By Michal Sakal, certified occupational therapist.
Fear of falling during exercise is a common and reasonable concern for many people with MS.
If there is a risk of falling, you can use assistive devices such as a walking stick, a walker and Nordic poles that will not only give security, but also allow you to do more. For example, a person with multiple sclerosis walking without mobility aids may be able to walk for ten minutes before experiencing fatigue and a sensation of foot drop. But if that person uses an assistive device, they may be able to walk fifteen or twenty minutes before the onset of limiting symptoms. To adjust the exact accessory for you personally, consult a physiotherapist.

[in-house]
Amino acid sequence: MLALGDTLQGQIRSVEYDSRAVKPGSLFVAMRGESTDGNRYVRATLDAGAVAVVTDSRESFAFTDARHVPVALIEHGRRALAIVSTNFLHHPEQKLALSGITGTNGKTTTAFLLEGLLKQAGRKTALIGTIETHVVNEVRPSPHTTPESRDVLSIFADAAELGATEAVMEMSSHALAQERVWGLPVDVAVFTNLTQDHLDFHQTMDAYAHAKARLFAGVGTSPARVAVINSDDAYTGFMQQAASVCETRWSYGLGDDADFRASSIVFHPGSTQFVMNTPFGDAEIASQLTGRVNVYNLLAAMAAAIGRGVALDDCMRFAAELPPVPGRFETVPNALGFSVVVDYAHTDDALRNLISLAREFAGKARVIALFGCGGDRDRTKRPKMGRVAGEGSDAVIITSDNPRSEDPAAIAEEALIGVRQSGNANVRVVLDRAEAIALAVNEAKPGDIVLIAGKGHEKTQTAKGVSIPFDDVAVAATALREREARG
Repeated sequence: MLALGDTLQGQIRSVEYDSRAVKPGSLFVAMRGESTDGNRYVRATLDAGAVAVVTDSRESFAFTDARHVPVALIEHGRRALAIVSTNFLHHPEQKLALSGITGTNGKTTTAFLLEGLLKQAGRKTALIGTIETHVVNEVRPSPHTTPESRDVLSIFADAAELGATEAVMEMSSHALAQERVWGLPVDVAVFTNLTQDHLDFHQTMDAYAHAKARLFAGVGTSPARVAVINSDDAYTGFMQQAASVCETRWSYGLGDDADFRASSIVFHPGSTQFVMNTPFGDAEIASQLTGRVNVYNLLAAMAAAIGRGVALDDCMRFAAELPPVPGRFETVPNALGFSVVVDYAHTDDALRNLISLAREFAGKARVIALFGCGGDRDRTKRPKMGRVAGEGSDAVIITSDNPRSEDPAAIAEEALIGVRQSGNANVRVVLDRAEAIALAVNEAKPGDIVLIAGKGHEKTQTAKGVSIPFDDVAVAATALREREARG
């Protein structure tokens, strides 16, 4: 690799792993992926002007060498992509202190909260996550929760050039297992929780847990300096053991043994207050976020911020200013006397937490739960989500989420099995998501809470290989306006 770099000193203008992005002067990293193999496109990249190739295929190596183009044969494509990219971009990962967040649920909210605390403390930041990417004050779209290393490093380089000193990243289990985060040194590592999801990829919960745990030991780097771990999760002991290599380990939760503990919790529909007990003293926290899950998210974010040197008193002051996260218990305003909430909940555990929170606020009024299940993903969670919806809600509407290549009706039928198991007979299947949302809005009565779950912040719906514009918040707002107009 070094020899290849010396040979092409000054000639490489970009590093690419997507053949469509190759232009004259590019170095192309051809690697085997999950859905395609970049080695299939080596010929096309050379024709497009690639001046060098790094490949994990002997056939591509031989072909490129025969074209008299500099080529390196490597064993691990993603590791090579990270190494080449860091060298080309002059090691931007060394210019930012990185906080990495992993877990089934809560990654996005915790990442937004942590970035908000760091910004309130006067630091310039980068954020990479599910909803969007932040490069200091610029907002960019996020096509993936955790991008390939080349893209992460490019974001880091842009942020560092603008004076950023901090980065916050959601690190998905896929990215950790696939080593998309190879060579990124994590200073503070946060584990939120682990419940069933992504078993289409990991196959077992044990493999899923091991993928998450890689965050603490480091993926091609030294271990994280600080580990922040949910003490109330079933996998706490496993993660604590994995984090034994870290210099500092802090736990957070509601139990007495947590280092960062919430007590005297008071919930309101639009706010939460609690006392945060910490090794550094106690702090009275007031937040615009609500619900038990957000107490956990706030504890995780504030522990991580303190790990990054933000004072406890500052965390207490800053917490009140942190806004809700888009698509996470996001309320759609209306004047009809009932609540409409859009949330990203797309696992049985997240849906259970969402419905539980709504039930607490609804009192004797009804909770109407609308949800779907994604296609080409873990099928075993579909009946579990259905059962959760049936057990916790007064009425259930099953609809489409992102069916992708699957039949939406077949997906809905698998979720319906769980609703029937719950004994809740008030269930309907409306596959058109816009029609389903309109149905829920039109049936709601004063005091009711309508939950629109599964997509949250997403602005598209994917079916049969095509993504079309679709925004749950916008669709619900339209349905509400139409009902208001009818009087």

In addition, you should consider exercises while sitting or with support. Contrary to the misconception that seated exercises are not as effective as standing exercises, seated exercise or exercises that use more of the arms, such as arm bikes or rowing machines, can be a safe and effective alternative.
There are a variety of options to deal with these concerns and practice in a safe, challenging, preserving and restorative way.
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